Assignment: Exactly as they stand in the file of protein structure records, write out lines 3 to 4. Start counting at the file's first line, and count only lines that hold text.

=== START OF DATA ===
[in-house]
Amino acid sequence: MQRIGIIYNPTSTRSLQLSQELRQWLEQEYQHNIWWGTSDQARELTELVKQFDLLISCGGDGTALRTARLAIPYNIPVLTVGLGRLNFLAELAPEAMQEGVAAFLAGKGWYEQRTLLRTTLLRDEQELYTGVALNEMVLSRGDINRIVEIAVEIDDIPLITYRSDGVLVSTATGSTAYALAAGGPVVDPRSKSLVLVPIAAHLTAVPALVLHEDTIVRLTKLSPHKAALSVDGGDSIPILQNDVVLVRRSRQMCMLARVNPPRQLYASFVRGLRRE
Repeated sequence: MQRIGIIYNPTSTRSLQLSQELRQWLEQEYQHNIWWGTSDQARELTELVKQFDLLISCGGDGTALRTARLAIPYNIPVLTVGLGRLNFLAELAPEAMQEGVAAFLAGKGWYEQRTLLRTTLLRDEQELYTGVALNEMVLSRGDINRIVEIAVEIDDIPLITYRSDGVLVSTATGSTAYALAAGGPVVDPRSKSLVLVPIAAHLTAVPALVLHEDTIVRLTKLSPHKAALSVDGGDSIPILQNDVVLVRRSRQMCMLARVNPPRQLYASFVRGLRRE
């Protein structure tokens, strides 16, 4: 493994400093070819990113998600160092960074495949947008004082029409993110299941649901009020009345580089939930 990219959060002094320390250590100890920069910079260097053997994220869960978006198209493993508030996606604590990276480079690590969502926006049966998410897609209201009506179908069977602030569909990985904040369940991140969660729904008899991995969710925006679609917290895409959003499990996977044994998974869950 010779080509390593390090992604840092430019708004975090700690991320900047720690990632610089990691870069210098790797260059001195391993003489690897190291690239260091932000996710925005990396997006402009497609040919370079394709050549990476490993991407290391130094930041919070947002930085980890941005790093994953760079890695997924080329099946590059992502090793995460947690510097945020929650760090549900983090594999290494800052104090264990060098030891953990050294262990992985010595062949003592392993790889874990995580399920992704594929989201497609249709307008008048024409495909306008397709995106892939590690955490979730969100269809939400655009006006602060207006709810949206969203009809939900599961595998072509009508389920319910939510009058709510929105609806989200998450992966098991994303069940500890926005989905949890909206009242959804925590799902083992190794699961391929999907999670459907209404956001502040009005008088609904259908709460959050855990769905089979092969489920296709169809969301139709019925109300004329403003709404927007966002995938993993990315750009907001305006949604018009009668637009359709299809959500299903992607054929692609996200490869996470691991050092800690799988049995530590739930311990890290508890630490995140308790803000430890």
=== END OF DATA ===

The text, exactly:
Repeated sequence: MQRIGIIYNPTSTRSLQLSQELRQWLEQEYQHNIWWGTSDQARELTELVKQFDLLISCGGDGTALRTARLAIPYNIPVLTVGLGRLNFLAELAPEAMQEGVAAFLAGKGWYEQRTLLRTTLLRDEQELYTGVALNEMVLSRGDINRIVEIAVEIDDIPLITYRSDGVLVSTATGSTAYALAAGGPVVDPRSKSLVLVPIAAHLTAVPALVLHEDTIVRLTKLSPHKAALSVDGGDSIPILQNDVVLVRRSRQMCMLARVNPPRQLYASFVRGLRRE
């Protein structure tokens, strides 16, 4: 493994400093070819990113998600160092960074495949947008004082029409993110299941649901009020009345580089939930 990219959060002094320390250590100890920069910079260097053997994220869960978006198209493993508030996606604590990276480079690590969502926006049966998410897609209201009506179908069977602030569909990985904040369940991140969660729904008899991995969710925006679609917290895409959003499990996977044994998974869950 010779080509390593390090992604840092430019708004975090700690991320900047720690990632610089990691870069210098790797260059001195391993003489690897190291690239260091932000996710925005990396997006402009497609040919370079394709050549990476490993991407290391130094930041919070947002930085980890941005790093994953760079890695997924080329099946590059992502090793995460947690510097945020929650760090549900983090594999290494800052104090264990060098030891953990050294262990992985010595062949003592392993790889874990995580399920992704594929989201497609249709307008008048024409495909306008397709995106892939590690955490979730969100269809939400655009006006602060207006709810949206969203009809939900599961595998072509009508389920319910939510009058709510929105609806989200998450992966098991994303069940500890926005989905949890909206009242959804925590799902083992190794699961391929999907999670459907209404956001502040009005008088609904259908709460959050855990769905089979092969489920296709169809969301139709019925109300004329403003709404927007966002995938993993990315750009907001305006949604018009009668637009359709299809959500299903992607054929692609996200490869996470691991050092800690799988049995530590739930311990890290508890630490995140308790803000430890």